There’s a lot of talk about budgets and budget cuts and all manner of idealogical stuff around budgets from two seemingly polar opposite sides. A budget is pretty simple actually. (No wait! really let me explain!)
an estimate of income and expenditure for a set period of time : keep within the household budget.
an annual or other regular estimate of national revenue and expenditure put forward by the government, often including details of changes in taxation.
the amount of money needed or available for a purpose : they have a limited budget.
The thing that makes it complicated is how we feel about the budget. But let’s leave that off for a minute, just know that it’s there.
The budget is just a way to estimate or plan for what’s going to happen.
Alright, so what is important about budgets on a larger scale? Changing them.
There are really 2 basic ways to change a budget: add income or subtract expenses. Make more money (effect top line), spend less money (effect bottom line). If you look at a profit and loss report which accounts for income and expenses for a set period in the past the income is at the top and the expenses are at the bottom. Budgets mimic that layout.
One of the traps of the US’s federal budget is that there’s this conversation that says that we have to spend less. And that’s certainly an option. But the other option is to make more money.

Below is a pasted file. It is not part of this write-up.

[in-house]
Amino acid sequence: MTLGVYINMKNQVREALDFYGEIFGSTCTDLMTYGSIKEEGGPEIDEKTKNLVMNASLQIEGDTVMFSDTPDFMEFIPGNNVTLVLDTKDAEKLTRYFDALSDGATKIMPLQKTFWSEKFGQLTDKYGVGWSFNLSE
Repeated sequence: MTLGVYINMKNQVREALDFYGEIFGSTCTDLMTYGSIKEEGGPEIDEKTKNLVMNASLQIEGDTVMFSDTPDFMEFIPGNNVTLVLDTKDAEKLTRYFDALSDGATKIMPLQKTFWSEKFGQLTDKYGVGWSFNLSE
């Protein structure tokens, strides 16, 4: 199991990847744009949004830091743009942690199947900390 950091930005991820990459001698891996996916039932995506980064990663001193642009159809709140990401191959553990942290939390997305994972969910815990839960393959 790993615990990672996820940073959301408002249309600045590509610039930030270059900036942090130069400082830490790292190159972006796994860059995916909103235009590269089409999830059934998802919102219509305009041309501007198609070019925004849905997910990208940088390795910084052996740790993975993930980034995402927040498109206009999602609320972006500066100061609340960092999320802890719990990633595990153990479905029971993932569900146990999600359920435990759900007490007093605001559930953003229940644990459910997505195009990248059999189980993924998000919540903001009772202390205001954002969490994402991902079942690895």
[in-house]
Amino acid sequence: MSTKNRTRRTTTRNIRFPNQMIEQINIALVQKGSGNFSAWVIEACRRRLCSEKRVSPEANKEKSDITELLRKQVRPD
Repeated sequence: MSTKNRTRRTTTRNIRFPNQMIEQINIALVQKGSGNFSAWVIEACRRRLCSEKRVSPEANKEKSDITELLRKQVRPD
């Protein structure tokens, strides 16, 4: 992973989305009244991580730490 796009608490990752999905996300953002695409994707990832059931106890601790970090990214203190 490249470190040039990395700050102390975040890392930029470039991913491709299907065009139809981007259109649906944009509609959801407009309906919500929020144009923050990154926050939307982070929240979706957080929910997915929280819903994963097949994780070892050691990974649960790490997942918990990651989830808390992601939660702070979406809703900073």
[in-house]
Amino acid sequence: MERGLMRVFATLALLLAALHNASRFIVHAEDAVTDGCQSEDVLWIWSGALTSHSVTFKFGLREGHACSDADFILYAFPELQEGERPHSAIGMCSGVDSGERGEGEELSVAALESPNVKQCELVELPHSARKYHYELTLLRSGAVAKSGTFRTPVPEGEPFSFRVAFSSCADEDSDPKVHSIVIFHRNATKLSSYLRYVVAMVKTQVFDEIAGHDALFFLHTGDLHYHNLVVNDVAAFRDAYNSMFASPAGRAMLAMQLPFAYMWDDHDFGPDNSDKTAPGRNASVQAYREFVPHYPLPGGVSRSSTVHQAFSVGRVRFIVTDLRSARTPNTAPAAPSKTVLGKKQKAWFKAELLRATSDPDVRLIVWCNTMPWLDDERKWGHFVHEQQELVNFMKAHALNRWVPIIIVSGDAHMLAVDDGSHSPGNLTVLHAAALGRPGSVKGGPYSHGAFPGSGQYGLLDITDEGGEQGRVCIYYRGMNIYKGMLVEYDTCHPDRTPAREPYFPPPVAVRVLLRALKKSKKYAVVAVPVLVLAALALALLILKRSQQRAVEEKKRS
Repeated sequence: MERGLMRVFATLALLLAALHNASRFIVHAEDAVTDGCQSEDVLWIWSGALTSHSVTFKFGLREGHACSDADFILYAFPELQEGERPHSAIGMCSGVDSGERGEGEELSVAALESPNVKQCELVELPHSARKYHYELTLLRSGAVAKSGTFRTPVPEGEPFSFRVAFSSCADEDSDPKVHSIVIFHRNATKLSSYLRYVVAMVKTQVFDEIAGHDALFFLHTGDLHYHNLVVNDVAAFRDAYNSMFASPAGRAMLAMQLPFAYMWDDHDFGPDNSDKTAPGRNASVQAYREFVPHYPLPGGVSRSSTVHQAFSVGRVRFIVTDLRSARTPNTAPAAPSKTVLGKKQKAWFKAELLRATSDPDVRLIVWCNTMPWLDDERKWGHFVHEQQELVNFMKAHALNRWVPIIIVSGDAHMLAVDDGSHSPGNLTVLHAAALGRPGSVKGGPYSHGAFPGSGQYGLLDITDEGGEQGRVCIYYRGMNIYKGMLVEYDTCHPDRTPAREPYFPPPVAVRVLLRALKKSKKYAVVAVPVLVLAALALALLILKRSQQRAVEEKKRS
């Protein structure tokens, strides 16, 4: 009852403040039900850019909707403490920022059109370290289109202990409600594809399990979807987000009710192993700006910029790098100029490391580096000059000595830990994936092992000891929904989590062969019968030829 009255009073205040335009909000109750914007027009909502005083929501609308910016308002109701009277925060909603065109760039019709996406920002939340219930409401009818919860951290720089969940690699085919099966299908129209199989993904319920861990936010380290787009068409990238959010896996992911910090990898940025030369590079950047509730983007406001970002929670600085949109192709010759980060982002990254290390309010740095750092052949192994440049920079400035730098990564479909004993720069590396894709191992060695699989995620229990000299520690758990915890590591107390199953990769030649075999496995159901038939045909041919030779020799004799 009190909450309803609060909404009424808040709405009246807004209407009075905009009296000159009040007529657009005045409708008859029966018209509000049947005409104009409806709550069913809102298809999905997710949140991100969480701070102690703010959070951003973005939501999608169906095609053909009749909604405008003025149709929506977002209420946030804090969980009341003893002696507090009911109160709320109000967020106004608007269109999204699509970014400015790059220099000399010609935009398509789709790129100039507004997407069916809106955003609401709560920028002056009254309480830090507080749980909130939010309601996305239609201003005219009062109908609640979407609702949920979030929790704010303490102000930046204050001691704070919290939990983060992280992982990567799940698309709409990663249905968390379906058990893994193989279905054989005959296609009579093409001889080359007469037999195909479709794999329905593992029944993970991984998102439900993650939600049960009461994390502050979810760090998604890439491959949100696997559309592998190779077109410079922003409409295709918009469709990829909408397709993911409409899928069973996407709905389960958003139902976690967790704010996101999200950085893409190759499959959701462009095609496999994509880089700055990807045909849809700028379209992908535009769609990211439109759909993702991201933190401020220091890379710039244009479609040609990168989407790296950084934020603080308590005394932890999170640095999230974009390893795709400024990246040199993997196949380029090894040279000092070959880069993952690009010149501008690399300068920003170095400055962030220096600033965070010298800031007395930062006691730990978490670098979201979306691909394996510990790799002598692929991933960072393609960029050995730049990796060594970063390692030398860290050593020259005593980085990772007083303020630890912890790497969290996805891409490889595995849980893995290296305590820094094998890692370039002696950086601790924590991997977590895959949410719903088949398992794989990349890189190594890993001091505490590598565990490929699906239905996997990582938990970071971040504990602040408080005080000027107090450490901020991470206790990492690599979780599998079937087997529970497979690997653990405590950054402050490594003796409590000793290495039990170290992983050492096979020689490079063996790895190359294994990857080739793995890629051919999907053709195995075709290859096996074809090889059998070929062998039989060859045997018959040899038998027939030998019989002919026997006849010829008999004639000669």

So while the conversation has been focused recently on cutting spending, take a look at this article about what happened 10 years ago. People forget that tax cuts actually cost money. Giving those tax cuts was basically giving the federal government and pay cut – it reduced income to the government. That means there are less resources for… well, anything.
Now whether you think that’s a good thing or a bad thing, having the conversation outside of acknowledging what’s happened does funny things to the conversation. It has an impact on our emotions and influences our decisions because it limits our choice. It keeps us in the dark. It also isolates and directs our attention to what “people in power” want us to see. One of the most powerful concepts, in my opinion, that we can be teaching about in the world is choice. How to look at our options, analyze them and make decisions based on as much information as possible while still being in integrity with ourselves.
I believe it’s important to contribute to community. I think public libraries are important and roads and transit and safety net services. And I’m willing to contribute to them. So increasing income for the federal government seems like a viable option to me.
The lesson here for me is: what do I want to look at? Do I want to worry about how much I’m spending or do I want to focus on increasing, stabilizing and creating income? Well both. But if I focus only on expenses, the income tends to slip away. Both sides of the equation are important to look at.